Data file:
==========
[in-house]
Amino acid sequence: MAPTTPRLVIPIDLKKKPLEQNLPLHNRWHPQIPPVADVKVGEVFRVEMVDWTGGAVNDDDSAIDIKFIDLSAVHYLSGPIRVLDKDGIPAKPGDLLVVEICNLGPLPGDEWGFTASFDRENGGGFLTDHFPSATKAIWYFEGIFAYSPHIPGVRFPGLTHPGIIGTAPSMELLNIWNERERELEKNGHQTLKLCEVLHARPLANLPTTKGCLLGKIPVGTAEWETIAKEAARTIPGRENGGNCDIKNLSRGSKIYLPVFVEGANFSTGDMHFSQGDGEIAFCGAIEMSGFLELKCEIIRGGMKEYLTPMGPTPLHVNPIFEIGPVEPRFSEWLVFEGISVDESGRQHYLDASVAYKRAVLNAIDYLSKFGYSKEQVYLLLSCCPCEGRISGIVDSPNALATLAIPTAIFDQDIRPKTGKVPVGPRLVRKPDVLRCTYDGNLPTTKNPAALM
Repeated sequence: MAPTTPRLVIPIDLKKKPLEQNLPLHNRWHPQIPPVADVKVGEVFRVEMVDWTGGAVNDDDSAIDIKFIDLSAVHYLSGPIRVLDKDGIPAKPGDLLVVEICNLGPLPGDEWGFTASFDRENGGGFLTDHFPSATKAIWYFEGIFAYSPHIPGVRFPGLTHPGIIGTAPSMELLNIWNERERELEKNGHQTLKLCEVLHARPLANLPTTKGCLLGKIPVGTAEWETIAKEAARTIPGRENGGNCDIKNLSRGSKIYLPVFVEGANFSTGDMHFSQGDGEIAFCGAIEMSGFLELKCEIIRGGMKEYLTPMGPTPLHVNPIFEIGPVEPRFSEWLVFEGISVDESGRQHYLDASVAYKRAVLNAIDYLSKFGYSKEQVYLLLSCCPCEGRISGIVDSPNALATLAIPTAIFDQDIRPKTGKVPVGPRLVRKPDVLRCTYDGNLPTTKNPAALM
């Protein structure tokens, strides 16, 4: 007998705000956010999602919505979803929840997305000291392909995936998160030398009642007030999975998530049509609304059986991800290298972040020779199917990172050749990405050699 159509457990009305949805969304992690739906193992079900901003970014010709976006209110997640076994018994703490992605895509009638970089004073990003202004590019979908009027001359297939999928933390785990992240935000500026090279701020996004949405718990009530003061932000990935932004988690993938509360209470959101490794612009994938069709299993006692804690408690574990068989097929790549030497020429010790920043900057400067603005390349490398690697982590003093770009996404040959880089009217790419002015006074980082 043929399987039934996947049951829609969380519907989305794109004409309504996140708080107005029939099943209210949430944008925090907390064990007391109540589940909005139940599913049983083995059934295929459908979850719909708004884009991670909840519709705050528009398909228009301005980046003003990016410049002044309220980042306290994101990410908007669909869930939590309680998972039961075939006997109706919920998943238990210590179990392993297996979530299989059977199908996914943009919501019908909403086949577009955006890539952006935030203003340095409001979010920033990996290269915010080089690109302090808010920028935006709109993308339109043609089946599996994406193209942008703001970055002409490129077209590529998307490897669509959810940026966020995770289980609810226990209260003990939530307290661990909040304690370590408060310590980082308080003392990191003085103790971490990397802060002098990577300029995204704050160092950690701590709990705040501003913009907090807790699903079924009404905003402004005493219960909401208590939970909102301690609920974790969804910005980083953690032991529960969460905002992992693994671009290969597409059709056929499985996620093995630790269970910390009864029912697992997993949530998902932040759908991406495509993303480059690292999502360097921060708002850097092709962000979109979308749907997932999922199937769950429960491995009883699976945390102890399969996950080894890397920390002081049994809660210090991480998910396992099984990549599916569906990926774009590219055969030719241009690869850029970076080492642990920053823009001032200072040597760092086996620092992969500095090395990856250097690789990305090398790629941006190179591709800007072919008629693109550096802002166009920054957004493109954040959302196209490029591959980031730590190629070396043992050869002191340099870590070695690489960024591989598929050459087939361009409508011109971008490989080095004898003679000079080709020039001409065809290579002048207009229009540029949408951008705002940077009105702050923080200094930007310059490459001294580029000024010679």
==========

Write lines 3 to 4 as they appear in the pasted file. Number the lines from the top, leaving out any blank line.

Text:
Repeated sequence: MAPTTPRLVIPIDLKKKPLEQNLPLHNRWHPQIPPVADVKVGEVFRVEMVDWTGGAVNDDDSAIDIKFIDLSAVHYLSGPIRVLDKDGIPAKPGDLLVVEICNLGPLPGDEWGFTASFDRENGGGFLTDHFPSATKAIWYFEGIFAYSPHIPGVRFPGLTHPGIIGTAPSMELLNIWNERERELEKNGHQTLKLCEVLHARPLANLPTTKGCLLGKIPVGTAEWETIAKEAARTIPGRENGGNCDIKNLSRGSKIYLPVFVEGANFSTGDMHFSQGDGEIAFCGAIEMSGFLELKCEIIRGGMKEYLTPMGPTPLHVNPIFEIGPVEPRFSEWLVFEGISVDESGRQHYLDASVAYKRAVLNAIDYLSKFGYSKEQVYLLLSCCPCEGRISGIVDSPNALATLAIPTAIFDQDIRPKTGKVPVGPRLVRKPDVLRCTYDGNLPTTKNPAALM
């Protein structure tokens, strides 16, 4: 007998705000956010999602919505979803929840997305000291392909995936998160030398009642007030999975998530049509609304059986991800290298972040020779199917990172050749990405050699 159509457990009305949805969304992690739906193992079900901003970014010709976006209110997640076994018994703490992605895509009638970089004073990003202004590019979908009027001359297939999928933390785990992240935000500026090279701020996004949405718990009530003061932000990935932004988690993938509360209470959101490794612009994938069709299993006692804690408690574990068989097929790549030497020429010790920043900057400067603005390349490398690697982590003093770009996404040959880089009217790419002015006074980082 043929399987039934996947049951829609969380519907989305794109004409309504996140708080107005029939099943209210949430944008925090907390064990007391109540589940909005139940599913049983083995059934295929459908979850719909708004884009991670909840519709705050528009398909228009301005980046003003990016410049002044309220980042306290994101990410908007669909869930939590309680998972039961075939006997109706919920998943238990210590179990392993297996979530299989059977199908996914943009919501019908909403086949577009955006890539952006935030203003340095409001979010920033990996290269915010080089690109302090808010920028935006709109993308339109043609089946599996994406193209942008703001970055002409490129077209590529998307490897669509959810940026966020995770289980609810226990209260003990939530307290661990909040304690370590408060310590980082308080003392990191003085103790971490990397802060002098990577300029995204704050160092950690701590709990705040501003913009907090807790699903079924009404905003402004005493219960909401208590939970909102301690609920974790969804910005980083953690032991529960969460905002992992693994671009290969597409059709056929499985996620093995630790269970910390009864029912697992997993949530998902932040759908991406495509993303480059690292999502360097921060708002850097092709962000979109979308749907997932999922199937769950429960491995009883699976945390102890399969996950080894890397920390002081049994809660210090991480998910396992099984990549599916569906990926774009590219055969030719241009690869850029970076080492642990920053823009001032200072040597760092086996620092992969500095090395990856250097690789990305090398790629941006190179591709800007072919008629693109550096802002166009920054957004493109954040959302196209490029591959980031730590190629070396043992050869002191340099870590070695690489960024591989598929050459087939361009409508011109971008490989080095004898003679000079080709020039001409065809290579002048207009229009540029949408951008705002940077009105702050923080200094930007310059490459001294580029000024010679």